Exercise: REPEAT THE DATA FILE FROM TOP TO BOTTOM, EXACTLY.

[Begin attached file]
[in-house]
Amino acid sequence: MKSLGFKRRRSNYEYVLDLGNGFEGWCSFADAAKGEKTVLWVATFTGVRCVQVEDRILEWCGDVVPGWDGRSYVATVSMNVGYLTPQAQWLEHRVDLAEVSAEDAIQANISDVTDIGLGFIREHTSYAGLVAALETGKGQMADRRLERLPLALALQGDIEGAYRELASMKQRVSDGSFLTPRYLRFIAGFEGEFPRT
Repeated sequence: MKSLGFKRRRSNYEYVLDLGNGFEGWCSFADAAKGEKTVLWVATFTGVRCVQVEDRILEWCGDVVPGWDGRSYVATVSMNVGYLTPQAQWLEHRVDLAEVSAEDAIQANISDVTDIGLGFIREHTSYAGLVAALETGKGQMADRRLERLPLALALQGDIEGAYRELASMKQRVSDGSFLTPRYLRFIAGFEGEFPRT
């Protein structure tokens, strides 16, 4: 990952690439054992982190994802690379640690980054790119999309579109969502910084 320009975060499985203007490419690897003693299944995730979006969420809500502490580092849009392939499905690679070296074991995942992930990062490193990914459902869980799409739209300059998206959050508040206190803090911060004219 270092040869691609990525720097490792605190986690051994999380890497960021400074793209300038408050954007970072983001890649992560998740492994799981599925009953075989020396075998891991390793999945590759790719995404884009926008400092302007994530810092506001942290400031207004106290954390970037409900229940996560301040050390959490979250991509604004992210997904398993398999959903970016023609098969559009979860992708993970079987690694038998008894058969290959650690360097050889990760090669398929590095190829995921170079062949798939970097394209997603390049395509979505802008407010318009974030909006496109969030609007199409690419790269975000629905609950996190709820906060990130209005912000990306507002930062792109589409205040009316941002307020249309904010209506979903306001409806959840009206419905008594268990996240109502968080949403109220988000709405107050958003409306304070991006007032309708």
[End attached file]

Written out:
[in-house]
Amino acid sequence: MKSLGFKRRRSNYEYVLDLGNGFEGWCSFADAAKGEKTVLWVATFTGVRCVQVEDRILEWCGDVVPGWDGRSYVATVSMNVGYLTPQAQWLEHRVDLAEVSAEDAIQANISDVTDIGLGFIREHTSYAGLVAALETGKGQMADRRLERLPLALALQGDIEGAYRELASMKQRVSDGSFLTPRYLRFIAGFEGEFPRT
Repeated sequence: MKSLGFKRRRSNYEYVLDLGNGFEGWCSFADAAKGEKTVLWVATFTGVRCVQVEDRILEWCGDVVPGWDGRSYVATVSMNVGYLTPQAQWLEHRVDLAEVSAEDAIQANISDVTDIGLGFIREHTSYAGLVAALETGKGQMADRRLERLPLALALQGDIEGAYRELASMKQRVSDGSFLTPRYLRFIAGFEGEFPRT
């Protein structure tokens, strides 16, 4: 990952690439054992982190994802690379640690980054790119999309579109969502910084 320009975060499985203007490419690897003693299944995730979006969420809500502490580092849009392939499905690679070296074991995942992930990062490193990914459902869980799409739209300059998206959050508040206190803090911060004219 270092040869691609990525720097490792605190986690051994999380890497960021400074793209300038408050954007970072983001890649992560998740492994799981599925009953075989020396075998891991390793999945590759790719995404884009926008400092302007994530810092506001942290400031207004106290954390970037409900229940996560301040050390959490979250991509604004992210997904398993398999959903970016023609098969559009979860992708993970079987690694038998008894058969290959650690360097050889990760090669398929590095190829995921170079062949798939970097394209997603390049395509979505802008407010318009974030909006496109969030609007199409690419790269975000629905609950996190709820906060990130209005912000990306507002930062792109589409205040009316941002307020249309904010209506979903306001409806959840009206419905008594268990996240109502968080949403109220988000709405107050958003409306304070991006007032309708």